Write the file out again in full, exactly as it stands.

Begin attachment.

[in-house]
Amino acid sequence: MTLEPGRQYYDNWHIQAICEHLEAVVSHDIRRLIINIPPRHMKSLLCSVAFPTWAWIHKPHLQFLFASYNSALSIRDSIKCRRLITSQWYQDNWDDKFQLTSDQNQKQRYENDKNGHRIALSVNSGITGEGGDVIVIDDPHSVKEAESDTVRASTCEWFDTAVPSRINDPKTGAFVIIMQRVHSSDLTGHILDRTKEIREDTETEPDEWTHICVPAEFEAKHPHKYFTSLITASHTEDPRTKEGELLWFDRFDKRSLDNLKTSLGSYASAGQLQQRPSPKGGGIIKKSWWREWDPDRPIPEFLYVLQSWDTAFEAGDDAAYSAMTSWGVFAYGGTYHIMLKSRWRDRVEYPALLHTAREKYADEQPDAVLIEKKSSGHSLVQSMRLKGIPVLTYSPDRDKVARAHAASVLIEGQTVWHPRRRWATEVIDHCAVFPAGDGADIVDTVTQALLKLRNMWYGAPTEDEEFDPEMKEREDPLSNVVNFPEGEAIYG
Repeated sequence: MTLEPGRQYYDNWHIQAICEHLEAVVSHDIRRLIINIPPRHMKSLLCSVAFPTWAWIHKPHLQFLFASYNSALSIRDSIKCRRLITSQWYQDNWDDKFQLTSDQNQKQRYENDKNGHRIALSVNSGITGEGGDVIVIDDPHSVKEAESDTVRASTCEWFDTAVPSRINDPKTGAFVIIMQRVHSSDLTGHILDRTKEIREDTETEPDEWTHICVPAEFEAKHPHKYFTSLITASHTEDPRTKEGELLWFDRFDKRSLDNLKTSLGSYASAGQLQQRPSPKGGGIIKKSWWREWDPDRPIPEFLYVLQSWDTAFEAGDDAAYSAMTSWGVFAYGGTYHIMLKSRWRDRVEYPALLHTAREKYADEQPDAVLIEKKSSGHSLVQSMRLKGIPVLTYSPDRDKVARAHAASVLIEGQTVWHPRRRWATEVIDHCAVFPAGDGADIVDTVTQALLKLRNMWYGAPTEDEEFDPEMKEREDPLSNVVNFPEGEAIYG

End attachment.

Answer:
[in-house]
Amino acid sequence: MTLEPGRQYYDNWHIQAICEHLEAVVSHDIRRLIINIPPRHMKSLLCSVAFPTWAWIHKPHLQFLFASYNSALSIRDSIKCRRLITSQWYQDNWDDKFQLTSDQNQKQRYENDKNGHRIALSVNSGITGEGGDVIVIDDPHSVKEAESDTVRASTCEWFDTAVPSRINDPKTGAFVIIMQRVHSSDLTGHILDRTKEIREDTETEPDEWTHICVPAEFEAKHPHKYFTSLITASHTEDPRTKEGELLWFDRFDKRSLDNLKTSLGSYASAGQLQQRPSPKGGGIIKKSWWREWDPDRPIPEFLYVLQSWDTAFEAGDDAAYSAMTSWGVFAYGGTYHIMLKSRWRDRVEYPALLHTAREKYADEQPDAVLIEKKSSGHSLVQSMRLKGIPVLTYSPDRDKVARAHAASVLIEGQTVWHPRRRWATEVIDHCAVFPAGDGADIVDTVTQALLKLRNMWYGAPTEDEEFDPEMKEREDPLSNVVNFPEGEAIYG
Repeated sequence: MTLEPGRQYYDNWHIQAICEHLEAVVSHDIRRLIINIPPRHMKSLLCSVAFPTWAWIHKPHLQFLFASYNSALSIRDSIKCRRLITSQWYQDNWDDKFQLTSDQNQKQRYENDKNGHRIALSVNSGITGEGGDVIVIDDPHSVKEAESDTVRASTCEWFDTAVPSRINDPKTGAFVIIMQRVHSSDLTGHILDRTKEIREDTETEPDEWTHICVPAEFEAKHPHKYFTSLITASHTEDPRTKEGELLWFDRFDKRSLDNLKTSLGSYASAGQLQQRPSPKGGGIIKKSWWREWDPDRPIPEFLYVLQSWDTAFEAGDDAAYSAMTSWGVFAYGGTYHIMLKSRWRDRVEYPALLHTAREKYADEQPDAVLIEKKSSGHSLVQSMRLKGIPVLTYSPDRDKVARAHAASVLIEGQTVWHPRRRWATEVIDHCAVFPAGDGADIVDTVTQALLKLRNMWYGAPTEDEEFDPEMKEREDPLSNVVNFPEGEAIYG